(4) To utter loud, threatening, or abusive language, or to engage in any disorderly or disruptive conduct, at any place upon the United States Capitol Grounds or within any of the Capitol Buildings with intent to impede, disrupt, or disturb the orderly conduct of any session of the Congress or either House thereof, or the orderly conduct within any such building of any hearing before, or any deliberations of, any committee or subcommittee of the Congress or either House thereof;

    (5) To obstruct, or to impede passage through or within, the United States Capitol Grounds or any of the Capitol Buildings;

    (c) Nothing contained in this section shall forbid any act of any member of the Congress, or any employee of a member of the Congress, any officer or employee of the Congress or any committee or subcommittee thereof, or any officer or employee of either House of the Congress or any committee or subcommittee thereof, which is performed in the lawful discharge of his official duties.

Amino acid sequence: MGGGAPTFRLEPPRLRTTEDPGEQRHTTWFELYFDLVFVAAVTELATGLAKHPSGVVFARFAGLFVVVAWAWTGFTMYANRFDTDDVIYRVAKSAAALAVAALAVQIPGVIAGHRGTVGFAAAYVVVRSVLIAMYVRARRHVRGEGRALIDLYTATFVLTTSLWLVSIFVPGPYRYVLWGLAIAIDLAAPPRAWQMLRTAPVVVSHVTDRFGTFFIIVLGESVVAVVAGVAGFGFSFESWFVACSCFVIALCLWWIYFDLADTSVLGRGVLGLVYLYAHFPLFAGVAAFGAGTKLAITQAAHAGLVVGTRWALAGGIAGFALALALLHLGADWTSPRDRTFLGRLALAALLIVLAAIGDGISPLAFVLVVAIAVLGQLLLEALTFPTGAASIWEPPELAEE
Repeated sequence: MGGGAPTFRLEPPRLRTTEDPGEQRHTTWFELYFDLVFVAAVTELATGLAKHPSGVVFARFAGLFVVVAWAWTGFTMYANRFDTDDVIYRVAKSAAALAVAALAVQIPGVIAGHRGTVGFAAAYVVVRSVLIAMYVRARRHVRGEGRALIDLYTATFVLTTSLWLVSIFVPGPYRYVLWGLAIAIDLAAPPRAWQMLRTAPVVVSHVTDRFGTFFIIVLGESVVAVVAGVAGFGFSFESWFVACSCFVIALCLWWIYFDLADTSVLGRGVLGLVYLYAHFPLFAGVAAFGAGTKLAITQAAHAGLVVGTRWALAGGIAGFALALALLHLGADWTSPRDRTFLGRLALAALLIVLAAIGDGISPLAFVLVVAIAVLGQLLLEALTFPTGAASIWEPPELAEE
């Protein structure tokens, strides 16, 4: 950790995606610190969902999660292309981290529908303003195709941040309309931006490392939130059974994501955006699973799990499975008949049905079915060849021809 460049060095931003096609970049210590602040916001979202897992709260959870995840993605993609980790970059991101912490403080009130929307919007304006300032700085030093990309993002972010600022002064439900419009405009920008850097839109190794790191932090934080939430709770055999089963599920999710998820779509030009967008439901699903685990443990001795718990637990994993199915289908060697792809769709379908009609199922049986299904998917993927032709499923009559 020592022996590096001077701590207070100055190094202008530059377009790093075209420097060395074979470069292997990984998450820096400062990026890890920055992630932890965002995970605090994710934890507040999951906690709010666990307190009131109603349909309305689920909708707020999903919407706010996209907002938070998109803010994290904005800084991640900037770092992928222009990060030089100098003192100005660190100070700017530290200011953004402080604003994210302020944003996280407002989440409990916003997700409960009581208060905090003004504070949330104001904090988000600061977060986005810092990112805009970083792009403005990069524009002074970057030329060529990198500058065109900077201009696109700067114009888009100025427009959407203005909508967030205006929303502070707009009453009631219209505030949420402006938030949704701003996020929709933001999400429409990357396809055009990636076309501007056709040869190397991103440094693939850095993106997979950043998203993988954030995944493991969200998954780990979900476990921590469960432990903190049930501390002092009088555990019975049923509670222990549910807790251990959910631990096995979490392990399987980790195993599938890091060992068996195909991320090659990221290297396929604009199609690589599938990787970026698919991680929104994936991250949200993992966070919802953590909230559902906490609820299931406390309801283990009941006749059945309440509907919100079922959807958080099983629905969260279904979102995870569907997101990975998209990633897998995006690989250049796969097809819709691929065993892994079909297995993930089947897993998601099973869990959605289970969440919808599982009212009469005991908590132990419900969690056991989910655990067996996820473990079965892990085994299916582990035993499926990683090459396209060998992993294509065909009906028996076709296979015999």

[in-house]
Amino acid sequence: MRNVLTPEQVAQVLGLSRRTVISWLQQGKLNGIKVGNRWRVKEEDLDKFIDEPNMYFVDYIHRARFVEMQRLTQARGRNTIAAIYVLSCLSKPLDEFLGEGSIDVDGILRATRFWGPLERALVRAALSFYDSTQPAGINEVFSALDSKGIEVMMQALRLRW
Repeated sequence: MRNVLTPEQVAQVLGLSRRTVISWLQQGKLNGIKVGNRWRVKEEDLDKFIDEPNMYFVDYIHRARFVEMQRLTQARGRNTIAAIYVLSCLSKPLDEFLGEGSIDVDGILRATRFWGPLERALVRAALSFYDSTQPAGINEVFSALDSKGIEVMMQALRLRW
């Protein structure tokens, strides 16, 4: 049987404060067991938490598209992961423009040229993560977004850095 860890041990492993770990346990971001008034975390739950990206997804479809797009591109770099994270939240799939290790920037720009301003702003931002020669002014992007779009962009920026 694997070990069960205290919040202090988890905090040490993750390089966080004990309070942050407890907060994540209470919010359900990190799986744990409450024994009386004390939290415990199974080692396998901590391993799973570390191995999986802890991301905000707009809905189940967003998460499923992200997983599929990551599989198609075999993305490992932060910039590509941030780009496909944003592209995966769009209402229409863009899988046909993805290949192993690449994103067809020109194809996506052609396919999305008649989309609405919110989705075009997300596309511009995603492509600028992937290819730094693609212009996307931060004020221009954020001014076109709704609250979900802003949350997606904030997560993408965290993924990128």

==> § 10–503.18. Prosecution and punishment of offenses.

    (a) Any violation of § 10-503.16(a), and any attempt to commit any such violation, shall be a felony punishable by a fine not exceeding $5,000, or imprisonment not exceeding 5 years, or both.

    (b) Any violation of § 10-503.12, § 10-503.13, § 10-503.14, § 10-503.15, § 10-503.16(b), or § 10-503.17, and any attempt to commit any such violation, shall be a misdemeanor punishable by a fine not exceeding $500, or imprisonment not exceeding 6 months, or both.

    (c) Violations of this part, including attempts or conspiracies to commit such violations, shall be prosecuted by the United States Attorney or his assistants in the name of the United States.


    Also see: § 22–3302. Unlawful entry on property

    (b) Any person who, without lawful authority, shall enter, or attempt to enter, any public building, or other property, or part of such building, or other property, against the will of the lawful occupant or of the person lawfully in charge thereof or his or her agent, or being therein or thereon, without lawful authority to remain therein or thereon shall refuse to quit the same on the demand of the lawful occupant, or of the person lawfully in charge thereof or his or her agent, shall be deemed guilty of a misdemeanor, and on conviction thereof shall be punished by a fine of not more than the amount set forth in § 22-3571.01, imprisonment for not more than 6 months, or both.